Did you know that the beautiful marbling on the edges of index and register books, like the one pictured, has a purpose?
A break in the pattern of marbling indicates that pages have been removed, and we know the record has been altered. In the same way a checksum, a computer-generated string of numbers and letters, acts as a digital fingerprint for a digital object. Even the smallest change in the content of the digital object will cause the checksum to change completely.
Archives has released a factsheet on checksums covering why they are used, when they are used and how Archives New Zealand uses them.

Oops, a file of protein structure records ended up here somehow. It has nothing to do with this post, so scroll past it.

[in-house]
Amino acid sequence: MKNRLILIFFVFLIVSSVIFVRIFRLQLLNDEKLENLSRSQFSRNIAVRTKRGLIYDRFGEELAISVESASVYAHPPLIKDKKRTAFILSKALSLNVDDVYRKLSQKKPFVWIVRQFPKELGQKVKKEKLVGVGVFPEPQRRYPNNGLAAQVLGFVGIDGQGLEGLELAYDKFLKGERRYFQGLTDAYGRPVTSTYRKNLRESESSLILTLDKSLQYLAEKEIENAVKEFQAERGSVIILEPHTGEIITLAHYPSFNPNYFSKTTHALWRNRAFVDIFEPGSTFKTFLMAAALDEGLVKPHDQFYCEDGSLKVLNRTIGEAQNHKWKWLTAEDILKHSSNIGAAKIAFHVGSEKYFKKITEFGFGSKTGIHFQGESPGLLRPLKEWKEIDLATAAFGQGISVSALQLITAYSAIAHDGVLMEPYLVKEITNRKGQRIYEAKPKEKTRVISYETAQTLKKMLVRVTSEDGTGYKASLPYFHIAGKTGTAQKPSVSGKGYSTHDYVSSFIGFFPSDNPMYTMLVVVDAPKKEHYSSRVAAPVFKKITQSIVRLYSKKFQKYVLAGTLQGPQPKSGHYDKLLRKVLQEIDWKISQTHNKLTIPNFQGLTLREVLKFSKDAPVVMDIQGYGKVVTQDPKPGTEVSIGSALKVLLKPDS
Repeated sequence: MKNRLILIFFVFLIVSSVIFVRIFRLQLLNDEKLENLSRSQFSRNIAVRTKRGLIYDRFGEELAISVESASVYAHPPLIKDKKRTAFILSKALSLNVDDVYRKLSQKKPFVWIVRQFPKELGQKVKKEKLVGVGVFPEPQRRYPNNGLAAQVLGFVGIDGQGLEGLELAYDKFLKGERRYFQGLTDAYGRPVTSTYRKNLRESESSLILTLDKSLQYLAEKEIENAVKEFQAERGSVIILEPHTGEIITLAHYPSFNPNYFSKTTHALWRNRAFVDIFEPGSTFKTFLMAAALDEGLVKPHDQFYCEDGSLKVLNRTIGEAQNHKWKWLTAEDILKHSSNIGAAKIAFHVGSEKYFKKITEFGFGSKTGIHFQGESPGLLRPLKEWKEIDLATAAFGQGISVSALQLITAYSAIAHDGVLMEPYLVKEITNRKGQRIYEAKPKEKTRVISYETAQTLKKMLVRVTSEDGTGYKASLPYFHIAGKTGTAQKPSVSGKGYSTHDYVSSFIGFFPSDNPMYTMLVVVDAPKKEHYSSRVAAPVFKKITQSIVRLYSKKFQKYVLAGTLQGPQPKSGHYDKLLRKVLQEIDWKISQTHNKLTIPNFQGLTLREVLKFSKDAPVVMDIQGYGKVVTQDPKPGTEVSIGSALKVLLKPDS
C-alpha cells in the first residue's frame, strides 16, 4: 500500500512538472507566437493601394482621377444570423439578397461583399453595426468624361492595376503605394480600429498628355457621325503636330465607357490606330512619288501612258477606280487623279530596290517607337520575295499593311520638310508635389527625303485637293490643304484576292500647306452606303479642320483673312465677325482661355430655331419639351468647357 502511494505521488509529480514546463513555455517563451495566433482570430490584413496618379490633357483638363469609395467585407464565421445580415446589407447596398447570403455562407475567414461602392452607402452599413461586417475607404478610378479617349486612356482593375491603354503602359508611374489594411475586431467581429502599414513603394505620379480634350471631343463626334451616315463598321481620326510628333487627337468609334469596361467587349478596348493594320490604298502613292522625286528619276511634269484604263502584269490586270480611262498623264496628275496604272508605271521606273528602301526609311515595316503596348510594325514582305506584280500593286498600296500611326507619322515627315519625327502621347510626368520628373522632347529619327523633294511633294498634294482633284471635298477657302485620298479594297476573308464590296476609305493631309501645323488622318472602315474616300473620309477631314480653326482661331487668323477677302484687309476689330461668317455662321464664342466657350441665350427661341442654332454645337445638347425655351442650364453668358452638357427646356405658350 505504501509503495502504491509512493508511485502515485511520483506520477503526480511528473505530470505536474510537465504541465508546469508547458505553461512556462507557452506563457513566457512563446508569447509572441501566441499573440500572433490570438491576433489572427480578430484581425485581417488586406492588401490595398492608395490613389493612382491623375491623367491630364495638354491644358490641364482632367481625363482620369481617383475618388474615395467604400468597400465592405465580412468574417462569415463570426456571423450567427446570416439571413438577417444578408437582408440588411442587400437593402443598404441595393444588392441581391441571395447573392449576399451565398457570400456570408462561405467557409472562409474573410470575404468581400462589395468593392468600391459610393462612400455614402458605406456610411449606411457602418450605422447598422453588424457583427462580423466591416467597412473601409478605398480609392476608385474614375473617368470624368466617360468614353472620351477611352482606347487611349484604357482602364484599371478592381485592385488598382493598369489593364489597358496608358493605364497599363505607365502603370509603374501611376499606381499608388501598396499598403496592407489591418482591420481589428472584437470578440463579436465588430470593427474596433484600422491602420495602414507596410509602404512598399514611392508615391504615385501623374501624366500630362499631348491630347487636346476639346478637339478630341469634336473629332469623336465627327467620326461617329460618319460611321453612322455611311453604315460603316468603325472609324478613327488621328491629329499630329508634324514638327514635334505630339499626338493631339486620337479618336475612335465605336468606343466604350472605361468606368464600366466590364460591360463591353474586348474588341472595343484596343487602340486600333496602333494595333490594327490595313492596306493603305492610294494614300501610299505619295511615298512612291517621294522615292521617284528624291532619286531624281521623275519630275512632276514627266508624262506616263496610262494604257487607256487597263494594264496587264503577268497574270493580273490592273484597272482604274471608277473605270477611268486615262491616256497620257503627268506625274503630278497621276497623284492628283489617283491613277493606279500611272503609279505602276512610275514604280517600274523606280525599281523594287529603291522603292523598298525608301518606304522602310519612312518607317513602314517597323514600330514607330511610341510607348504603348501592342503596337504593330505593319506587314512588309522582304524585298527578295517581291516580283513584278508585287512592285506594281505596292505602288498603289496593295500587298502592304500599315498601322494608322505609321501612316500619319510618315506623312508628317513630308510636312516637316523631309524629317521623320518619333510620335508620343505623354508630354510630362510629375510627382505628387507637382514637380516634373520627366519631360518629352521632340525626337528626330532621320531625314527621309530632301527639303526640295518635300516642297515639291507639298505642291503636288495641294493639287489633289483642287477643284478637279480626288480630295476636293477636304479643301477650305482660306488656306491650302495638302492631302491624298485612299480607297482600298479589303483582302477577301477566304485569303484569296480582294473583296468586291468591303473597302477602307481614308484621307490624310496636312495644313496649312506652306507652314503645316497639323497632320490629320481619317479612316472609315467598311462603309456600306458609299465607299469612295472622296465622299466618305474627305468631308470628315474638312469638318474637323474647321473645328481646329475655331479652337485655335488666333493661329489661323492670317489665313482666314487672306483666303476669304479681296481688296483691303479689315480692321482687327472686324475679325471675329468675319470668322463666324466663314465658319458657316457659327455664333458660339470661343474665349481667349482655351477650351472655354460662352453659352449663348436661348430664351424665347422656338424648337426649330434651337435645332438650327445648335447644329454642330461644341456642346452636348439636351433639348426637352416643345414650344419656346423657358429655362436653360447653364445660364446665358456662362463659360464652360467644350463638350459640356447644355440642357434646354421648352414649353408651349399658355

Also released this quarter is a case study on a digital transfer from the Civil Aviation Authority (CAA). In August 2017, Archives completed this first end-to-end born-digital transfer from a live shared drive environment into the Government Digital Archive.
With this success came some challenges and lessons, which Archives New Zealand is sharing, with the agreement of the CAA. We hope that this will encourage more public sector organisations to contact us to start their digital transfer journey.
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